- This essay on Taiwanese literature contains a translation of a character poem into English that is visionary in its Anglicization of the ideas contained in the three characters 兵, 乒, and 乓.
- Geoffrey Brock's mashup of Rimbaud, Rilke, and Seferis ties together three poems from three languages by linking the common phrase change your life.
- Though maligned by critics, such as E. Bruce Brookes in this snarky article on the University of Massachusetts, Seamus Heaney's version of Horace's Ode I, 34 is the best poetic response I've found for 9-11.
- With the poem "When You Are Old," W. B. Yeats pulled off one of the greatest coups of English literature. He managed to pass off Ronsard's French sonnet off as his own. I'll give him that his ending is much better.
- Of the three versions I've found of Housman's Latin ode to his friend and unrequited love, Moses Jackson, this one replicates is an a Housman's voice and phrasing to an amazing degree.
- Eliot's "The Wasteland" must be mentioned for its sheer pastiche and the notable use of the Greek Anthology, a rarely read text I cannot recommend enough.
- I started translating after hearing Cass Dalglish talk about translating cuneiform tablets from the Akkadian. She told the story of how she lay awake in the darkness in Cuba and listened to distant Afro-jazz drumming and the project clicked - jazz translations riffing off the original language which is full of multiple interpretations and choices for each character. Here are two poems she read at that reading.
- Marlowe's Ovid landed him in hot water with the censors - but when wasn't he in hot water? A vastly underrated poet who may have rivaled Shakespeare had he lived as long, I love his plays and this translation in particular.
- The homophone/half-translation of Catullus by Zukofsky. I can only find bits of the text online.
- On a recent trip to the Detroit Institute of Arts, I read the plaque for "The Diggers" by Van Gogh which explained that the painter viewed this work as a translation of this etching by Millet.
Wednesday, March 27, 2013
Beth Bates, prose editor for Booth Journal, sent a tweet in my direction asking for a list of "impressive feats of translation." A feat, to me, means a messy sort of translation or version, a hybrid, a borrowing which creates a new work distinct for the original. Here the face of the original author blends with that of the translator. Beth's timing is fortuitous. As I kicked around ideas for my list, I found fodder for my upcoming talk at the University of Michigan. So, in no particular order, feats of which I am fond:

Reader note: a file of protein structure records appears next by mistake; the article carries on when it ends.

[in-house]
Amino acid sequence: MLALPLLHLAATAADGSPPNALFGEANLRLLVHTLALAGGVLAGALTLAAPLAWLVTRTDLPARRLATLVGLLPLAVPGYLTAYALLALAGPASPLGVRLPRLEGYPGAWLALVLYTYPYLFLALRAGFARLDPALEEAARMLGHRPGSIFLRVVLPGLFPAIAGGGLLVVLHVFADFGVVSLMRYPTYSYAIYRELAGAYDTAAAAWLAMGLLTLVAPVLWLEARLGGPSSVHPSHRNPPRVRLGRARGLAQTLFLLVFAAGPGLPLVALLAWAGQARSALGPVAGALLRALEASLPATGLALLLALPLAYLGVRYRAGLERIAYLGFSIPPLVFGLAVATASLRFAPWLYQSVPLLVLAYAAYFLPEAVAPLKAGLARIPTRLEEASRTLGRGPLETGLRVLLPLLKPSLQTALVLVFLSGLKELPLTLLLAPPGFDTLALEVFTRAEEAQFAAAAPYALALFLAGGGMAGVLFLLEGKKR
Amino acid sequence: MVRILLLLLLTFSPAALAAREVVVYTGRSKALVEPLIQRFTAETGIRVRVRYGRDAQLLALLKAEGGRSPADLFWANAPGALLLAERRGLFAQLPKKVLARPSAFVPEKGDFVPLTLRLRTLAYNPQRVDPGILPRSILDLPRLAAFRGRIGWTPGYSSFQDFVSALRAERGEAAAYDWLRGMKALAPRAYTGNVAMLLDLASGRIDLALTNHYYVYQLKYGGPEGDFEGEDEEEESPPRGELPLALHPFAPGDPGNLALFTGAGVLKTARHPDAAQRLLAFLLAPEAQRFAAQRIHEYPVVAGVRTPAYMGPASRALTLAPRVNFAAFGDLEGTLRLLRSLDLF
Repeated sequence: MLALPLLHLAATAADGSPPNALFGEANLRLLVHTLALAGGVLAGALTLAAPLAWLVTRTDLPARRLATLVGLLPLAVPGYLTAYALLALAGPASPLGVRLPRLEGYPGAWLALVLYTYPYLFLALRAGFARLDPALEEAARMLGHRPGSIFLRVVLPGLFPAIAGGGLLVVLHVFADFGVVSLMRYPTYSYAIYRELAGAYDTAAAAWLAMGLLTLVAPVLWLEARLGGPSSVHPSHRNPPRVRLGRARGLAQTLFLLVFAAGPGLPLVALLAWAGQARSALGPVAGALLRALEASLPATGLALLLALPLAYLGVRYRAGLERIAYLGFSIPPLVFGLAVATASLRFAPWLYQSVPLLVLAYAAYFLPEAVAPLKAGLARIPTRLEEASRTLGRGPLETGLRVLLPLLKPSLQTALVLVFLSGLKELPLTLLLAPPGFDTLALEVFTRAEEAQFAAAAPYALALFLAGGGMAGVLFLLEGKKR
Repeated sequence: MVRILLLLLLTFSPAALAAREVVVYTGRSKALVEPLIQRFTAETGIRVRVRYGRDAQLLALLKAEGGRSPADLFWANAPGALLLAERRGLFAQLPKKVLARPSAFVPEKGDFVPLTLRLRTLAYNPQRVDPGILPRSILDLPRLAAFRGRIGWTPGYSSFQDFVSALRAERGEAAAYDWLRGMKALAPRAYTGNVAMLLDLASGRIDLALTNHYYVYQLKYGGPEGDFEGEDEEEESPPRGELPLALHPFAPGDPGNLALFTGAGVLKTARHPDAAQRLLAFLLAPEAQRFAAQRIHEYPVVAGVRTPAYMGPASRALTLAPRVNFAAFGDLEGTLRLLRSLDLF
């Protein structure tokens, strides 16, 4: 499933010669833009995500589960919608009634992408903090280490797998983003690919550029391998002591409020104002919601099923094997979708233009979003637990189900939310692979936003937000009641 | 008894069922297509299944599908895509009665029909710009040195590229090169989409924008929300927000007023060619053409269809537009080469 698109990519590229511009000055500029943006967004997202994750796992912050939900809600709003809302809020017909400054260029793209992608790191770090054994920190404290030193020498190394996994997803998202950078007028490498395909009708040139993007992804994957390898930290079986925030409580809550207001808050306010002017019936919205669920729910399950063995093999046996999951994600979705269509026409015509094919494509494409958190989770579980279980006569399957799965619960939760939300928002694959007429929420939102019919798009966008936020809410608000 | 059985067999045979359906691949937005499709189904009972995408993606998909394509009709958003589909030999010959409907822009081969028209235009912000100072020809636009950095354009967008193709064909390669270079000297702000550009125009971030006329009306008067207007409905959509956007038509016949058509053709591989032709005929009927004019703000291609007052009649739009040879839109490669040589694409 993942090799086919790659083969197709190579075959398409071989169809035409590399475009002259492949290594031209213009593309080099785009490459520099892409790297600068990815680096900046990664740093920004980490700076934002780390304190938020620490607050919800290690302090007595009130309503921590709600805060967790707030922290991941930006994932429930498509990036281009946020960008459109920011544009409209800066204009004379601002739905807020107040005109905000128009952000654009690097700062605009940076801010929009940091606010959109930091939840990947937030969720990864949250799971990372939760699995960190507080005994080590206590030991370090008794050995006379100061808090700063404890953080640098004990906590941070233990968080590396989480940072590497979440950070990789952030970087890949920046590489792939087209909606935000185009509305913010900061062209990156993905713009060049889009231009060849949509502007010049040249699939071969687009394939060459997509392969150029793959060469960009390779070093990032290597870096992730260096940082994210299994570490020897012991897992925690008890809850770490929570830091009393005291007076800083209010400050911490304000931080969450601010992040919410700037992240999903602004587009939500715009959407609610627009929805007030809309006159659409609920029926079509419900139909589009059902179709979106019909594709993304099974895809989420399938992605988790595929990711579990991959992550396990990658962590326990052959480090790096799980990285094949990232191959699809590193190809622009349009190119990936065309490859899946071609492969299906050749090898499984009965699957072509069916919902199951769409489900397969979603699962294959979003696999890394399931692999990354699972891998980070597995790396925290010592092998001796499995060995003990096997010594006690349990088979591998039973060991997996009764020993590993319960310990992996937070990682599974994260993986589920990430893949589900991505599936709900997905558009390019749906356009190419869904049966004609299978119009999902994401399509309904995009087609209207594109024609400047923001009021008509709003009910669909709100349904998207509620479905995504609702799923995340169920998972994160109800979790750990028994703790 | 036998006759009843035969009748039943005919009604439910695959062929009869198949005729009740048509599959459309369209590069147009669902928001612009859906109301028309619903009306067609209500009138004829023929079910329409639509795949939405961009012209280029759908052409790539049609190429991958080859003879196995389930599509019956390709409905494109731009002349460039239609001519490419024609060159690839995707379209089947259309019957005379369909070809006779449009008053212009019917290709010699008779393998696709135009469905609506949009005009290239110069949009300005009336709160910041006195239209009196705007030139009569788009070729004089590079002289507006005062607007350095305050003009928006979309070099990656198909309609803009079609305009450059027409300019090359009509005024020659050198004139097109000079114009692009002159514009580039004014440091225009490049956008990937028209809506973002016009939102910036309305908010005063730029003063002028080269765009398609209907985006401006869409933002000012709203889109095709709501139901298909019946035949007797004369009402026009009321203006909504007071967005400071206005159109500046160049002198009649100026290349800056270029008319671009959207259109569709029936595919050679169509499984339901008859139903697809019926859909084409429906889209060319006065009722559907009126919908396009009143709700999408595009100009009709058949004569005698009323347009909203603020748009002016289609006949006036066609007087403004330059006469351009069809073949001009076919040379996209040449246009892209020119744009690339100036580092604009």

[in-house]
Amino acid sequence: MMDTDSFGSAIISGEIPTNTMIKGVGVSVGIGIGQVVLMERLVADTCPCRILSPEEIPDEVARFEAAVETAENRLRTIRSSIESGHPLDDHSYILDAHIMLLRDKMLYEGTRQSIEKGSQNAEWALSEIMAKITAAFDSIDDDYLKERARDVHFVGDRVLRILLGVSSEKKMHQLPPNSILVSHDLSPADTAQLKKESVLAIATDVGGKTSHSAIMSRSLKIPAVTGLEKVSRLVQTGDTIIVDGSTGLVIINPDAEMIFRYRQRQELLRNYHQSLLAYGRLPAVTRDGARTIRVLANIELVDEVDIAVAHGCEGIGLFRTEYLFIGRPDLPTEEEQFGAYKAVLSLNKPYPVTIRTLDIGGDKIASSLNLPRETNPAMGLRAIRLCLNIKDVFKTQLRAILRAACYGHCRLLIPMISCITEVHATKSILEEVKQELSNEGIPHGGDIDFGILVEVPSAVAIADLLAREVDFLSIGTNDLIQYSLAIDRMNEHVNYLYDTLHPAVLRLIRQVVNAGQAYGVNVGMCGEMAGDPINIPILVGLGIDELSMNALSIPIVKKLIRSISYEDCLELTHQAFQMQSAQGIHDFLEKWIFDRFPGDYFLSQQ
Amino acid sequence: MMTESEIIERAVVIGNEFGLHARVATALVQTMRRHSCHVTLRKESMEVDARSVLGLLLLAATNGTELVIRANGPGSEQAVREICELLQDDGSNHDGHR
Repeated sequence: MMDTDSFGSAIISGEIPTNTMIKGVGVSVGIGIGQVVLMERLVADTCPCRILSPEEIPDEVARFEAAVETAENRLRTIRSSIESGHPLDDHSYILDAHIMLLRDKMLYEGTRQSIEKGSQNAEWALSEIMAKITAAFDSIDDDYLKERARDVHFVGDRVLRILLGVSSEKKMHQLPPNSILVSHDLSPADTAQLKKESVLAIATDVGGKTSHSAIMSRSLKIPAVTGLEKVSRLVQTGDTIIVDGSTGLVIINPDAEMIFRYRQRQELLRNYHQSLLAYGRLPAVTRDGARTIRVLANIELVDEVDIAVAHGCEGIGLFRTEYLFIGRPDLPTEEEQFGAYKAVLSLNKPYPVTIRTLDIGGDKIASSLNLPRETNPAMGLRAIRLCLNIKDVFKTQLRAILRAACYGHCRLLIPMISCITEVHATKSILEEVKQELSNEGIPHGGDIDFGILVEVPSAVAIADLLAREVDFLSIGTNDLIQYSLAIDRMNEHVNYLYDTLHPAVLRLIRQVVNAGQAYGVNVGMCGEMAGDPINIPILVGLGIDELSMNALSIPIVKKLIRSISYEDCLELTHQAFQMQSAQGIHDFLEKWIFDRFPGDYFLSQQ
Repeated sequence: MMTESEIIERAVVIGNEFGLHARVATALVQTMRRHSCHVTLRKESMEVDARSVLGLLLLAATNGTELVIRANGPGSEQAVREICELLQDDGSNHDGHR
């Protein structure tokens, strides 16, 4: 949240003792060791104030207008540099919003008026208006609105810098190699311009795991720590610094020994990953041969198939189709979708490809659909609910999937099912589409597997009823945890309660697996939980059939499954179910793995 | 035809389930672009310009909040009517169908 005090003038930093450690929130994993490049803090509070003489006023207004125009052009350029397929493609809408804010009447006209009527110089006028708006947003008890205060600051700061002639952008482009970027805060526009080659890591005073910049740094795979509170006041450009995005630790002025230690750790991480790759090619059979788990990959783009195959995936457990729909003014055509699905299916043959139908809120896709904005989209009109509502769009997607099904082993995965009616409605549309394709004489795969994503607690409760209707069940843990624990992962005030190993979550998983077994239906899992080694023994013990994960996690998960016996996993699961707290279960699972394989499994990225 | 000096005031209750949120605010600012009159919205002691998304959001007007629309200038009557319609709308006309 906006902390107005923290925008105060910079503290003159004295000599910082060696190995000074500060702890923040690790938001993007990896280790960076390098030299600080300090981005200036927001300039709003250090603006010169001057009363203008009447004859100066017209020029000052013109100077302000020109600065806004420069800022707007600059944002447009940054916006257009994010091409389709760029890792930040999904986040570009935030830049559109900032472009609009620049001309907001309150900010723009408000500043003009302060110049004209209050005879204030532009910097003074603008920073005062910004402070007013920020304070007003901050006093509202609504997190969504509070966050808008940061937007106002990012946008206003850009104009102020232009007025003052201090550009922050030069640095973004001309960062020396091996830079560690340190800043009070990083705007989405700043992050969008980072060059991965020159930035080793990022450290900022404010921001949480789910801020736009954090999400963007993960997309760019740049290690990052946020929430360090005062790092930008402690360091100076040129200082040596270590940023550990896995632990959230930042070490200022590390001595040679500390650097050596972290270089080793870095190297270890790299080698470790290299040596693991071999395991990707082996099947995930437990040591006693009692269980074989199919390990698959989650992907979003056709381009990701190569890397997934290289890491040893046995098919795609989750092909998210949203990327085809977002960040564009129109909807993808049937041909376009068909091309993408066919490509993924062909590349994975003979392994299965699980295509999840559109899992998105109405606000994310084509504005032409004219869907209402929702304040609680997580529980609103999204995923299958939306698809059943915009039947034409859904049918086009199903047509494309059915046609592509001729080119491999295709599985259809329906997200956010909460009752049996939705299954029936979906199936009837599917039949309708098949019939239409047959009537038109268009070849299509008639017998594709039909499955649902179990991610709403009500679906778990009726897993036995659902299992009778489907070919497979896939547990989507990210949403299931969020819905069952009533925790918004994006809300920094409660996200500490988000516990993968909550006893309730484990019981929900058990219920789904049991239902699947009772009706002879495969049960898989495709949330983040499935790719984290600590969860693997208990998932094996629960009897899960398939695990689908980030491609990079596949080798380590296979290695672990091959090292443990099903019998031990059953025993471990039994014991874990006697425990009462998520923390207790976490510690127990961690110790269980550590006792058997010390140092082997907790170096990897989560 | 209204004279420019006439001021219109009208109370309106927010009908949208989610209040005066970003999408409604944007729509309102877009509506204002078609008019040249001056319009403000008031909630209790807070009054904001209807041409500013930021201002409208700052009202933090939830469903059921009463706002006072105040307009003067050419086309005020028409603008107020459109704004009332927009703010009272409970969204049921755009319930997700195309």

Saturday, March 23, 2013
Friday, March 22, 2013
A year and a half ago, I wrote a blog on the words I'd used the most in my writing in 2011. It gave a good flavor for the year. Here is this year's list. I think the tone and tenor of my life, or at least my obsession(s), has changed. These compass sixty pages of drafts and poems, many of which are the hashing and rehashing of the same material, hence obsession - movement, heat, and the body it seems.
49 city, 44 summer, 30 bodies, 29 salt, 27 sun, 26 days, 25 mornings, 20 hands, 19 taste, 18 white, 18 skin, 18 would, 16 strawberries, 16 breath, 15 park, 15 heat, 14 salinity, 14 tarmac, 13 train, 12 airport, 12 statues, 12 picnic, 10 tongues, 10 sweat, 10 mineralization, 10 eggs, 9 delectation, 8 K________, 8 fluidity, 8 jealousy, 8 dry, 8 apogee, 7 suburbs, 7 tomatoes, 6 hips, 6 fluency, 6 graffitied, 6 gardens, 6 desire, 6 Berlin, 6 delight, 6 exhalation, 5 awkwardness, 4 Tiergarten, 4 sunbound, 4 seas, 4 shit, 4 palliation, 4 heelskip, 4 fog, 4 caesarian, 3 sweaters, 3 resorts, 2 lines, 2 unsure, 2 untranslatable